The standoff between the government of the British Virgin Islands (BVI) and the cash-strapped BVI Airways appears far from over, despite both parties earlier declaring that they were trying to settle the impasse.
The dispute follows an agreement through which the BVI government contributed $7 million towards the private airline’s efforts to start direct flights between the BVI and Miami in the United States.
But the airline is now maintaining that it does not have enough money to start flying, adding that its financial challenges were compounded by delays experienced in attaining the necessary regulatory approvals.
There is uncertainty as to whether the BVI government will pump more funds into the carrier. Premier Smith did not make a declaration one way or the other when he yesterday issued his second press statement since the dispute became public.
But the premier yesterday reminded BVI Airways that the government and people of the BVI are waiting for it to fulfil its end of the deal and commence service.
“The government of the [British] Virgin Islands, recognising the need to improve airlift into the territory for our visitors and residents alike, entered into an agreement with BVI Airways to provide the company with $7 million to operate direct flights between Miami and the British Virgin Islands.”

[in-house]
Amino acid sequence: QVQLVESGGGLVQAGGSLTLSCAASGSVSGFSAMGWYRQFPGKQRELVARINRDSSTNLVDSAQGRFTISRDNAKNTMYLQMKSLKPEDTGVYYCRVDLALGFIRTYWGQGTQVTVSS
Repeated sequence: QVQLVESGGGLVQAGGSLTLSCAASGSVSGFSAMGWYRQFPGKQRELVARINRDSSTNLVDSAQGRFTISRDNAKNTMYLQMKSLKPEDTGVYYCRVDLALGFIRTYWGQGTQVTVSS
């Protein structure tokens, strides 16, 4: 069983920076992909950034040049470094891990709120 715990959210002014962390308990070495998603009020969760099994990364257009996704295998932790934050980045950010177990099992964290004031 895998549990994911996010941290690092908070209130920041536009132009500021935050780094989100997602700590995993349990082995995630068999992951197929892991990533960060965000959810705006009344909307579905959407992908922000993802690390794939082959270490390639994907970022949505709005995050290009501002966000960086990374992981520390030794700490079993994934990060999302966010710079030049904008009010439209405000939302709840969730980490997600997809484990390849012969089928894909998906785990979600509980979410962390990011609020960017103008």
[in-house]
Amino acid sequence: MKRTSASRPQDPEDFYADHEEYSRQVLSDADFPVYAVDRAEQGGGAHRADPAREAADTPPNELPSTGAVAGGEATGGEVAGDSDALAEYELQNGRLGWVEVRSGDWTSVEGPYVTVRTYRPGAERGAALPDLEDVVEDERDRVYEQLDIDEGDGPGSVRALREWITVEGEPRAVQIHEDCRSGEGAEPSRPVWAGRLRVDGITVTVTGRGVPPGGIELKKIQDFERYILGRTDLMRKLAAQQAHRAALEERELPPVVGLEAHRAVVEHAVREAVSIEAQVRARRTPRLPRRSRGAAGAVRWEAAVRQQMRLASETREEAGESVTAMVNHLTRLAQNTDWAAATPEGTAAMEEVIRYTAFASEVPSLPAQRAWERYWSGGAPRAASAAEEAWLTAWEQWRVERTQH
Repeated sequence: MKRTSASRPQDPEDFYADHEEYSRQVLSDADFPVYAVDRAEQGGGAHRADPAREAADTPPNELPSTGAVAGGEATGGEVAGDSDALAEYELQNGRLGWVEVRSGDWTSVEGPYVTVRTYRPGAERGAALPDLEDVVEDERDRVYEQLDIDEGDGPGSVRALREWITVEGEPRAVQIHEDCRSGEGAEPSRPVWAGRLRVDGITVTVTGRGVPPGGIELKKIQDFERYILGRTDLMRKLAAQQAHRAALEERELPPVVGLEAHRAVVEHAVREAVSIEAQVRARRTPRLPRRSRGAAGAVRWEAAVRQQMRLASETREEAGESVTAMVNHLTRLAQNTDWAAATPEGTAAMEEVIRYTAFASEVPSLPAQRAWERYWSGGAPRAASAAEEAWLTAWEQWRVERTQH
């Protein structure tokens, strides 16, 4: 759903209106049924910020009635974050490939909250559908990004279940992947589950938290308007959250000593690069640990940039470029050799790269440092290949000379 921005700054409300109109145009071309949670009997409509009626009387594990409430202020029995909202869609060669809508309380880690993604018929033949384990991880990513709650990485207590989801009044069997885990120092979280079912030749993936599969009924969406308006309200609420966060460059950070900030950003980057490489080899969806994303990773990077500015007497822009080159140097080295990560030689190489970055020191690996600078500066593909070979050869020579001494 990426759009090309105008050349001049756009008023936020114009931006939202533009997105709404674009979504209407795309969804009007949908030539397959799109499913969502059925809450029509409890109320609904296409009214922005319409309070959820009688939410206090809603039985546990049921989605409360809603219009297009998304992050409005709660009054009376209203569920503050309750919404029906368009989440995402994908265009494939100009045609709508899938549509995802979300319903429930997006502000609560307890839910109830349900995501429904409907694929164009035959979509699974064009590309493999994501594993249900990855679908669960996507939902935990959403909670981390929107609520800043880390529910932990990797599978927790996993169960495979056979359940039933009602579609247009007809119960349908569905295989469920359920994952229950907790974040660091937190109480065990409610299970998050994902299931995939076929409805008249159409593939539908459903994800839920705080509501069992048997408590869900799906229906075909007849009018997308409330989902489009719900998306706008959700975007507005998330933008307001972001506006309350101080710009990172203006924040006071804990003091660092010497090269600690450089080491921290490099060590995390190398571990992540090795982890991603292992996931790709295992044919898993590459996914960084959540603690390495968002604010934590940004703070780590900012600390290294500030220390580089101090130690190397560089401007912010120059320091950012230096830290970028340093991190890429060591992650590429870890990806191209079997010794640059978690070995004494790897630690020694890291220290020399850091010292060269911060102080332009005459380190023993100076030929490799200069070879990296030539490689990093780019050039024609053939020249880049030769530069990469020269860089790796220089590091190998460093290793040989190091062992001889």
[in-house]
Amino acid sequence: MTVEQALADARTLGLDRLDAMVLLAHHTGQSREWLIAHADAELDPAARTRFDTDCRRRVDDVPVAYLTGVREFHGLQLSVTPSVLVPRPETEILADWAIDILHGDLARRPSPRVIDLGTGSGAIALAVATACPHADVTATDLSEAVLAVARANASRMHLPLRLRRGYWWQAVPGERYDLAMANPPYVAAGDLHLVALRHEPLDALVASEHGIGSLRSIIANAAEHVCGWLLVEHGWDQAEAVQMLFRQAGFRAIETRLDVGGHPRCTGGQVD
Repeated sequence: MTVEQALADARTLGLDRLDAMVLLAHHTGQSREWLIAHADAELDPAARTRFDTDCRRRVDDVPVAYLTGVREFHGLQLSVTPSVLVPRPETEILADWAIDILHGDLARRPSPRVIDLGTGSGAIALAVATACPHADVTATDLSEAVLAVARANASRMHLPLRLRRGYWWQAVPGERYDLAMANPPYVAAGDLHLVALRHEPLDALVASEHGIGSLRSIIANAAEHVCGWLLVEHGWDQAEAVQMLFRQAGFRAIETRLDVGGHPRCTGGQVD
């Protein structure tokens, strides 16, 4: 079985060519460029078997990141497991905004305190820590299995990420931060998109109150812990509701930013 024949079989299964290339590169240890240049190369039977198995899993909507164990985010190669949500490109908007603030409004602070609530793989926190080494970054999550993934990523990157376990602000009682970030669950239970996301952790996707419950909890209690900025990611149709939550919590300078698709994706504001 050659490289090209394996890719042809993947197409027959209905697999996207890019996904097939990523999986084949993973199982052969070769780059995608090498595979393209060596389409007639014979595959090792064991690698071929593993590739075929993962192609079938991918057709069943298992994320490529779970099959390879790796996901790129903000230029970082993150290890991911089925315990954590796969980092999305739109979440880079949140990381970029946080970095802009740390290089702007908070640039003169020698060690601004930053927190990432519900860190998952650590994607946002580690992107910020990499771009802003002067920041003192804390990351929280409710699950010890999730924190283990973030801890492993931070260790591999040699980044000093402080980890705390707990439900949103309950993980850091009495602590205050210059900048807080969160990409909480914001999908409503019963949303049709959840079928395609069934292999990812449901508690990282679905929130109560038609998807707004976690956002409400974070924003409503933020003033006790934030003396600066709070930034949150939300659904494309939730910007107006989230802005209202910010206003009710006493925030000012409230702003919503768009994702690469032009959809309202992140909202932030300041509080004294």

“Having provided the agreed support, this government and people are awaiting the commencement of the much anticipated direct Miami/BVI flights,” Premier Smith said in a release yesterday, July 19.
He, earlier this month, made a similar declaration to the airline. At the time, he said: “The government has fully discharged its responsibility to BVI Airways by providing $7 million as a subsidy in keeping with the terms of the agreement. The government therefore hopes that BVI Airways will begin flights without any further delay.”
Premier defends airport work
BVI Airways, between the premier’s two declarations, announced that it has laid off all pilots and flight attendants.
It also chided central government, as well as the government’s BVI Airport Authority that manages the Terrence B Lettsome International Airport.
It stated that the airport has not completed the contractually agreed improvements, which would ‘meet basic commercially acceptable standards for processing passenger volume of this size’.
Premier Smith, in his response yesterday, defended the pace of the works being executed at the airport.
“The Airport Authority has put in place most of what was agreed to enhance the arrivals and departure experience of BVI Airways passengers including an office, additional seating, air conditioning and two ticket counters,” the premier continued. “The Airport Authority is awaiting definite word on the time of commencement of flight operations to complete any further arrangements specific to BVI Airways.”
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